Historically, studies have demonstrated that women exhibit more emotional intelligence than men, a trend observed in entrepreneurs as well. However, our study showed – somewhat unexpectedly – that Generation Z women entrepreneurs (born between the mid-1990s to early 2000s) have lower emotional intelligence scores than their male counterparts. What is more, while men’s emotional intelligence scores remain stable across generations, older women score significantly higher than their younger generational counterparts. Needless to say, this raises pertinent questions about gender and generational differences in regard to the development of emotional intelligence – and warrants further research.

Our research found still more interesting disparities between men and women entrepreneurs, as well as across generations. Notably, young women entrepreneurs from Gen Z got lower values in the SEA and OEA dimensions of emotional intelligence compared to their male counterparts. Additionally, as male entrepreneurs age, their confidence in their ability to understand others’ emotions decreases. This does not happen with women entrepreneurs as they age.

Moreover, our findings suggest that emotional regulation (ROE) is low among millennials but high among older generations. Remarkably, female Baby Boomer entrepreneurs outperform all others in all emotional intelligence dimensions, further indicating the trend towards diminished emotional intelligence among young entrepreneur women. Furthermore, we also found that Gen Z men demonstrate higher scores than Gen Z women across all emotional intelligence dimensions.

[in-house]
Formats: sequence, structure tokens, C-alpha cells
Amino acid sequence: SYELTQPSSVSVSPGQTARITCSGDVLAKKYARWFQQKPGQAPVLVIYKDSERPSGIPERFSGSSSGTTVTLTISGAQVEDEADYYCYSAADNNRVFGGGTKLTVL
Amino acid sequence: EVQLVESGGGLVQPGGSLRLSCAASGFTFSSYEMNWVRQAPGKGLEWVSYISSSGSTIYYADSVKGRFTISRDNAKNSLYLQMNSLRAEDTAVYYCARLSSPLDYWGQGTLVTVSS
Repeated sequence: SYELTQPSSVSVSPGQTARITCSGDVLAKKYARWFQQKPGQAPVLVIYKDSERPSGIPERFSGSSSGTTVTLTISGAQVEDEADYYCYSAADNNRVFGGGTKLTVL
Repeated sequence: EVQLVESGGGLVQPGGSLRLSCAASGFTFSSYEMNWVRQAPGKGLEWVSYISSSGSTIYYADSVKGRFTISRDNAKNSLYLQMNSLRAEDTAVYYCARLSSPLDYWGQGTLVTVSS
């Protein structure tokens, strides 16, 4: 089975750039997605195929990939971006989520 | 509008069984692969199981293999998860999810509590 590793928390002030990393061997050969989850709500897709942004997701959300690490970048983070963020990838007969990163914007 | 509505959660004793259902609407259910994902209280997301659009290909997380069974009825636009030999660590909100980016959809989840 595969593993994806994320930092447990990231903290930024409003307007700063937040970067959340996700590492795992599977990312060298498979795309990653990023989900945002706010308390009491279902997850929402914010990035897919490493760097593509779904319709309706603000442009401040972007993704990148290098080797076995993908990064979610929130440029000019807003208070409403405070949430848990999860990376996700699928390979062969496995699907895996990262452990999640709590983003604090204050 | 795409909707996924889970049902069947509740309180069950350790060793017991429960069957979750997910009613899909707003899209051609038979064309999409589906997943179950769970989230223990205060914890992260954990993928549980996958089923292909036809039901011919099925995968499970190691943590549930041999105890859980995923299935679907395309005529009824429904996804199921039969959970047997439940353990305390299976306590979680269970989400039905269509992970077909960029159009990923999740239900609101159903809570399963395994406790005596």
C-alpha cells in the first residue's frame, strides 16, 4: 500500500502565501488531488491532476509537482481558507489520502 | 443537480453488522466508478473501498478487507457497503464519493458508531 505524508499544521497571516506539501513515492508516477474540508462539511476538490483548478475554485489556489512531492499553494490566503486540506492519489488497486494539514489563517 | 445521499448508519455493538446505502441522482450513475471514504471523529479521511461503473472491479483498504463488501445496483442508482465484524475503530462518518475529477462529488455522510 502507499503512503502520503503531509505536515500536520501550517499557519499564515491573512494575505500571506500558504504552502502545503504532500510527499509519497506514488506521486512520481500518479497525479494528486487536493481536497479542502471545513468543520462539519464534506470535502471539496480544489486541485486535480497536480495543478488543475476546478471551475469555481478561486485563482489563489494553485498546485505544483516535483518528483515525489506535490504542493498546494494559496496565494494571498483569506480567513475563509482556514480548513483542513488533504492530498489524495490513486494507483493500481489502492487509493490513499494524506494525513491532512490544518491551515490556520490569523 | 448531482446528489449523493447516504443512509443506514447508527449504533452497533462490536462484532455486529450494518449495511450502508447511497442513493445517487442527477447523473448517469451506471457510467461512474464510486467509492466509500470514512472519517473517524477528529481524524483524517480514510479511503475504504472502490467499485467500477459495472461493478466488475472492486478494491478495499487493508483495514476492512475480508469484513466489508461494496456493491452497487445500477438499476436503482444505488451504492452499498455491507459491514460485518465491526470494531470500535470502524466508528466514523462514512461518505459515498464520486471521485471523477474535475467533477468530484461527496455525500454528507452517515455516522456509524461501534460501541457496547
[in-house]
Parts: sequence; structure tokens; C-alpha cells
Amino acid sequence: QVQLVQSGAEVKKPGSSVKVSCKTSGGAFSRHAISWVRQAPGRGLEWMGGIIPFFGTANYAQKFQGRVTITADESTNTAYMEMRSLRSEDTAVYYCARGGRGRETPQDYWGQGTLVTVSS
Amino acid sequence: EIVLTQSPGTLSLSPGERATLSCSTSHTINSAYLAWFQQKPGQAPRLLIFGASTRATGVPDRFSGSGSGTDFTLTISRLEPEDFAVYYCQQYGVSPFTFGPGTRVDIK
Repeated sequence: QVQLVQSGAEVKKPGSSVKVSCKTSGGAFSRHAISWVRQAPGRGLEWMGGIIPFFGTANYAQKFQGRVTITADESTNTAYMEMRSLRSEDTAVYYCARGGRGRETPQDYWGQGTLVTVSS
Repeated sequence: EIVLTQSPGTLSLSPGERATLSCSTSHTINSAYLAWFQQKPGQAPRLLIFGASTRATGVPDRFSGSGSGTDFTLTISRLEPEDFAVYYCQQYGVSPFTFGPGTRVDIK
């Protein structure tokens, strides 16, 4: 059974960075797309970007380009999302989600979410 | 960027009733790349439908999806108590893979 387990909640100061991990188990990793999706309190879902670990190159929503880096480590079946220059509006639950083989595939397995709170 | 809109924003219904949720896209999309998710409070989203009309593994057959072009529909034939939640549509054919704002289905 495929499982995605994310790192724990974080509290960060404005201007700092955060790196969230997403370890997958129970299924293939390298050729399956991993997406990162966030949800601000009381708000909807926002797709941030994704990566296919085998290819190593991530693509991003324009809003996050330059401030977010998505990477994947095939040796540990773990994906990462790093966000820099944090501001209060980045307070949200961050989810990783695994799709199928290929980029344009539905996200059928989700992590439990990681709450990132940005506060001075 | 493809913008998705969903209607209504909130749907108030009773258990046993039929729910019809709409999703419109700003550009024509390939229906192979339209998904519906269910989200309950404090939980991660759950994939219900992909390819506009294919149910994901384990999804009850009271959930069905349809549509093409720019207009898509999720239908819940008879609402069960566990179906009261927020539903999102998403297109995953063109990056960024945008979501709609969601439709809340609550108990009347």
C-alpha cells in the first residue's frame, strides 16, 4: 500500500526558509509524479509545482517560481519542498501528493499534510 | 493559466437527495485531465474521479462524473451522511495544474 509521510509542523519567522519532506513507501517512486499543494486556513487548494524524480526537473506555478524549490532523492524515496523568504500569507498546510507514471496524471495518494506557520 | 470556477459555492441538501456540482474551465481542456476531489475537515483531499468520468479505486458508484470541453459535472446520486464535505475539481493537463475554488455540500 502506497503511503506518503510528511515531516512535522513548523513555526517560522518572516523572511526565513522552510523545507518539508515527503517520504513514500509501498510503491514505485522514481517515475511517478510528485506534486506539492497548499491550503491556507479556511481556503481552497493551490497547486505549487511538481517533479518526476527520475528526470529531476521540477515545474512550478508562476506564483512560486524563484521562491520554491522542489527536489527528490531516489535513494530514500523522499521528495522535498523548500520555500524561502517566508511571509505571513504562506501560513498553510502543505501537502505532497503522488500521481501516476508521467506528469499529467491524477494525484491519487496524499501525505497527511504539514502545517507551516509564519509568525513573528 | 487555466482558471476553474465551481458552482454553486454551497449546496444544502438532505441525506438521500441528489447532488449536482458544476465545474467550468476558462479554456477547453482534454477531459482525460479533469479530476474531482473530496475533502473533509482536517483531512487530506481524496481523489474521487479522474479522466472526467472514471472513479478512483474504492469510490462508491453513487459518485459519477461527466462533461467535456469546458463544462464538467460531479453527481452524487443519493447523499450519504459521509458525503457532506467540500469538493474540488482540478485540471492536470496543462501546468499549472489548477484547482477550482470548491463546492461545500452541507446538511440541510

When it comes to being a transformational leader, emotional intelligence is key – regardless of one’s gender, age, or experience. Entrepreneurs with high levels of emotional intelligence are more affective, more creative, and create greater levels of engagement with peers and workers. This in turn means that they can promote more innovation in their ventures.